On May 3, 1988, Chappell and Hayes left Tennessee at 10:30 a.m. in a van. They arrived in Fort Worth around 8:30 p.m. and stopped at a grocery store. While Hayes went into the store, Chappell changed into dark clothing, makeup and a wig. Chappell also had a black ski mask, brown gloves and a nylon tote bag containing a walkie-talkie, the 9-mm gun, a pistol, the silencer, clips for the guns, a crowbar, and wire cutters.

Sometime after 9:00 p.m. Hayes let Chappell out of the van near Lindsey's home. Hayes then drove around the neighborhood waiting for Chappell to contact her by walkie-talkie. Fifteen to 20 minutes later, Chappell contacted Hayes, and she picked him up. When he got into the van, Chappell stated that he had "shot Jane, her mother, and her daddy." He also said that he had taken some money to make it look like a robbery. The pair then drove back to Tennessee, where they disposed of as much evidence as possible. Chappell was shocked when he learned that it was not Jane, but her half sister, Alexandra Heath, whom he had killed.

Heath was shot several times while lying in bed and died at the scene. Before his death, Sitton told a Fort Worth police officer that an intruder wearing a ski mask had confronted Sitton and Lindsey in their bedroom. After Lindsey complied with the intruder's demand for money, the intruder shot the couple several times. Lindsey died two days later. Sitton, who survived for two months in the hospital, was able to tell the emergency room physician that he believed the intruder was the same man who raped his daughter or granddaughter. [The physician could not remember whether Sitton said "daughter" or "granddaughter."]

PROCEDURAL HISTORY

May 3,1988 - Chappell murdered Alexandra Heath, Martha Lindsey and Elbert Sitton.

Feb. 7, 1989 - Chappell was charged by an indictment returned in Tarrant County, Texas, for the capital murder of Alexandra Heath.

Nov. 19, 1989 - A jury found Chappell guilty of capital murder.

Nov. 22, 1989 - Following a separate punishment hearing, the trial court sentenced Chappell to death.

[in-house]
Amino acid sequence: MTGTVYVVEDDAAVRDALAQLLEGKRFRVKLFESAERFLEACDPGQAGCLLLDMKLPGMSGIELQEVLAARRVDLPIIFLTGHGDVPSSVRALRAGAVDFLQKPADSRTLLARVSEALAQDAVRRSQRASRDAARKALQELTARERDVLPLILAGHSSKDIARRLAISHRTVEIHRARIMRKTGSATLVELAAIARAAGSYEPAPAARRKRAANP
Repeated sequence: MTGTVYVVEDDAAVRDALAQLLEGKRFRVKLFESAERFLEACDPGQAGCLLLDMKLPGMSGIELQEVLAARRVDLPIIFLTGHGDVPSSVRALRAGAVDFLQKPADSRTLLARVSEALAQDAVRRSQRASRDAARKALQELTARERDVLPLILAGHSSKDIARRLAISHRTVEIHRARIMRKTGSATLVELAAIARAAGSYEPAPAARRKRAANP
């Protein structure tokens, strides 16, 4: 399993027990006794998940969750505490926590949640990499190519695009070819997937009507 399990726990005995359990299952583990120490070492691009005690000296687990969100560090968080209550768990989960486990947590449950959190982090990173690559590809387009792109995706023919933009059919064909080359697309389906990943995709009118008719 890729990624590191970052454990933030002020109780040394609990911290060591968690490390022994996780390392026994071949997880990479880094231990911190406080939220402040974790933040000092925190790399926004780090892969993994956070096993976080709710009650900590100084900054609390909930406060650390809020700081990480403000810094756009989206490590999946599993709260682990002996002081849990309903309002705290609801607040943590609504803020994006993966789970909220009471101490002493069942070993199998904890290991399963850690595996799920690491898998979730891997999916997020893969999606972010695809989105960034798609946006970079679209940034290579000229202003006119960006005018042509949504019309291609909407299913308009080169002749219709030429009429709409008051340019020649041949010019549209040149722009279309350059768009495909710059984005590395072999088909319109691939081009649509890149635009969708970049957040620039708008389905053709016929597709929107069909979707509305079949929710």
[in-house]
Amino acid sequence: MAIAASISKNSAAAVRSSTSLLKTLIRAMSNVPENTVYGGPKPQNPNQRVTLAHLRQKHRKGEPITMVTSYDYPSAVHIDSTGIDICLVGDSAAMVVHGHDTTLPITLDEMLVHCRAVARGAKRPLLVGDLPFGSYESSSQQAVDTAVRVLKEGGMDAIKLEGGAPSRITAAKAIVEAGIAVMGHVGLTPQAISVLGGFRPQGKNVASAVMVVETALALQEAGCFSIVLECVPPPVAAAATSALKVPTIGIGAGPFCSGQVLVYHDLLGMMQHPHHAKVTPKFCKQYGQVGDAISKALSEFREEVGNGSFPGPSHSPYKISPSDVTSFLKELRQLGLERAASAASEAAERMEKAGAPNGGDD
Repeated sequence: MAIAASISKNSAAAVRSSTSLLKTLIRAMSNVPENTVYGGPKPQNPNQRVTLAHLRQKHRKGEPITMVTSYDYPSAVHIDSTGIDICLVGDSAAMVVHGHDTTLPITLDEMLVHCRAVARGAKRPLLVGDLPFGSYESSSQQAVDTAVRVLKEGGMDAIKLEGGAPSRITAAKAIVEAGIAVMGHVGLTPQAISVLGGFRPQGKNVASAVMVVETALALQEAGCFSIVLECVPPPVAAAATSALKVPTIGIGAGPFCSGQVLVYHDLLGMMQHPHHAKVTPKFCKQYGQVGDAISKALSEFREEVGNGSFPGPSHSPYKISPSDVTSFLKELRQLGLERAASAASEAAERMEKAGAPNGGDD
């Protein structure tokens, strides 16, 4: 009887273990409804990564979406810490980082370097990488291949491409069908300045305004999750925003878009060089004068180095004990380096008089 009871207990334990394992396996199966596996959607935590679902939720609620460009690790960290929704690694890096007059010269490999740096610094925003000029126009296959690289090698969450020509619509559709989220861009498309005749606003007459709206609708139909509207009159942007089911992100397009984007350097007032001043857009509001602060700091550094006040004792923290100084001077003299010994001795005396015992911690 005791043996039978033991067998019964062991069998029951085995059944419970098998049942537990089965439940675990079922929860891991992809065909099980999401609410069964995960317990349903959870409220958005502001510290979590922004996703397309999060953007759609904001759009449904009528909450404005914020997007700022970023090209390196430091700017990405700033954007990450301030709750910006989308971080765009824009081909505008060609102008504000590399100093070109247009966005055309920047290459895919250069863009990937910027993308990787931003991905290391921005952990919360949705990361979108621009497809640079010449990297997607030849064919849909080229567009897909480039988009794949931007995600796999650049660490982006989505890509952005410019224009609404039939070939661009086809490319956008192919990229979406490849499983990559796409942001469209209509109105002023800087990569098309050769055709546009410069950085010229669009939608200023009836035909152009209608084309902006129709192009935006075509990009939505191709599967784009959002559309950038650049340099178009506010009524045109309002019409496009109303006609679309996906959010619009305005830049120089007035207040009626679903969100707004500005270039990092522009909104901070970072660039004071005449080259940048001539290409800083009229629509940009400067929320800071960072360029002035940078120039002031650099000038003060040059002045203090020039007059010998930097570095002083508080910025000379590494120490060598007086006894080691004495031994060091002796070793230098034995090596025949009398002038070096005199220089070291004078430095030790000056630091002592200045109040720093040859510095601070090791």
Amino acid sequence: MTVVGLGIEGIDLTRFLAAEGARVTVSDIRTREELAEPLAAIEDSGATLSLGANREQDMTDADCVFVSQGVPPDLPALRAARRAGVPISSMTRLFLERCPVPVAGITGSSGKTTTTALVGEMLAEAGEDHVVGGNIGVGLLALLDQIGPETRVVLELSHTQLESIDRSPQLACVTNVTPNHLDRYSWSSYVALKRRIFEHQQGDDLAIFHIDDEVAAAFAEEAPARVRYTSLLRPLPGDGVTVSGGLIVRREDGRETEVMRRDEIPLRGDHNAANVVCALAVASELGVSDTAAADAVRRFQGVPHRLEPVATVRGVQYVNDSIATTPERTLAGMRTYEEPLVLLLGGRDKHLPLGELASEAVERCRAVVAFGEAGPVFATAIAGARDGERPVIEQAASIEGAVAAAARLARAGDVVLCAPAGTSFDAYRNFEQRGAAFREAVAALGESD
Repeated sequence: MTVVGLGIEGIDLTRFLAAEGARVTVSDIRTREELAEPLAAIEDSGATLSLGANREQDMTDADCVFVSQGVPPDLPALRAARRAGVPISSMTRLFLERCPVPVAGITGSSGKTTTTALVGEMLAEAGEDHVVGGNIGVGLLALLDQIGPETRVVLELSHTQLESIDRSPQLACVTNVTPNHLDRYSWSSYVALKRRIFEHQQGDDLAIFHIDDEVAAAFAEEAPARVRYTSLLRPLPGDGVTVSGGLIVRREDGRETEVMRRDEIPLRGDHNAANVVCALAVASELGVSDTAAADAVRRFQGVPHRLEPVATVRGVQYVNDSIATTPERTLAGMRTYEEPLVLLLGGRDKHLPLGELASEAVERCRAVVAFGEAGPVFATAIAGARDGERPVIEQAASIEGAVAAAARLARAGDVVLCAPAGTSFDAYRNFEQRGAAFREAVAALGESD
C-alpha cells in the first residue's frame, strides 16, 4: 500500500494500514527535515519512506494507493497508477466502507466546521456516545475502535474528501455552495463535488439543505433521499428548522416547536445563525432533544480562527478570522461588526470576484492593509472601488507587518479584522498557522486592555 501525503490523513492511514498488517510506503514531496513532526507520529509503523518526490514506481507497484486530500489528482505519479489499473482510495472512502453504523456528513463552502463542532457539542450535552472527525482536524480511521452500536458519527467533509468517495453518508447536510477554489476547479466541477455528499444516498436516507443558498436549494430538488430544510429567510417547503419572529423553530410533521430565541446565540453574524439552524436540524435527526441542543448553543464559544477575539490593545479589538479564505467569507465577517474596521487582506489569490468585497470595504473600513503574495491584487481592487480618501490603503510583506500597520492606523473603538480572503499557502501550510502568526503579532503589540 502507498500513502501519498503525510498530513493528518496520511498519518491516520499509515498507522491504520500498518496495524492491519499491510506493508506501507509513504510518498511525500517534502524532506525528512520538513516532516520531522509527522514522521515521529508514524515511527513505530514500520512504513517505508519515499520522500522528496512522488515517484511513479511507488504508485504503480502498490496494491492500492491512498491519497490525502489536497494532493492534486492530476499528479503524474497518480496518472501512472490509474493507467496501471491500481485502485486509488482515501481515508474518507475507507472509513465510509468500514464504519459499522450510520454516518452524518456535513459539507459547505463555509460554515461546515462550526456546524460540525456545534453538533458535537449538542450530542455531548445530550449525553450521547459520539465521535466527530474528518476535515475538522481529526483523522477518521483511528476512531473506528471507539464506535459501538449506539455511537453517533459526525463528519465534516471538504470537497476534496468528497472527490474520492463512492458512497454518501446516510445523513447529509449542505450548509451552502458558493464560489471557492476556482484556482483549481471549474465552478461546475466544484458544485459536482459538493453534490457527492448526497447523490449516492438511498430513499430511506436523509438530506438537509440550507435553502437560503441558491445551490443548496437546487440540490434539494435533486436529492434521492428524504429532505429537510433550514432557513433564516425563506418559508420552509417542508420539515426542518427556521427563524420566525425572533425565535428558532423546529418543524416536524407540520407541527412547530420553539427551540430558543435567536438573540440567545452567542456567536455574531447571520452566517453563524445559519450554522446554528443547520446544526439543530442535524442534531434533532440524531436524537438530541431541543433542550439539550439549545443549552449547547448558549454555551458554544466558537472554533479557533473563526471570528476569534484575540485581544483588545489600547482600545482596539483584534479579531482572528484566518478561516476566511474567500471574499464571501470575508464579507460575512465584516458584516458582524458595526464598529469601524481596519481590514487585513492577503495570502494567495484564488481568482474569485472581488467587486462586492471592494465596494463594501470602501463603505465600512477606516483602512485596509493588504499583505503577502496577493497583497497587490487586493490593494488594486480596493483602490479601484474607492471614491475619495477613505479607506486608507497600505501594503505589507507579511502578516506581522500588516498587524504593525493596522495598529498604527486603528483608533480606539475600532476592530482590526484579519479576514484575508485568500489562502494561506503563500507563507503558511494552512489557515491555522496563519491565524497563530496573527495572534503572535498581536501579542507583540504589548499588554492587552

Feb. 3, 1993 - On direct appeal, the Court of Criminal Appeals reversed the judgment and remanded the cause for retrial because the trial court erred in granting the State's motion for second shuffle of jury venire.

April 7, 1993 - The Court of Criminal Appeals overruled the State's petition for rehearing.

Oct. 1993 - On remand, sometime after voir dire began but before the entire panel was sworn, the trial court declared a mistrial.

Oct. 9, 1996 - On retrial, a jury again found Chappell guilty of capital murder.

Oct. 9, 1996 - Following a separate punishment hearing, the trial court sentenced Chappell to death.

Oct. 29, 1998 - Chappell filed his Brief on direct appeal raising seven points of error.

May 21, 1999 - Chappell filed a state writ of habeas corpus petition raising six grounds for relief.

Oct. 13, 1999 - On direct appeal, the Court of Criminal Appeals rejected Chappell's seven claims and affirmed his conviction and sentence. Chappell did not petition for certiorari review from the United States Supreme Court.

Nov. 24, 1999 - On state habeas, the Court of Criminal Appeals denied relief on all six of Chappell's claims based on the Court's own review and on the state trial court's findings and conclusions.

Dec. 26, 2000 - Chappell filed a federal writ of habeas corpus petition raising seven claims.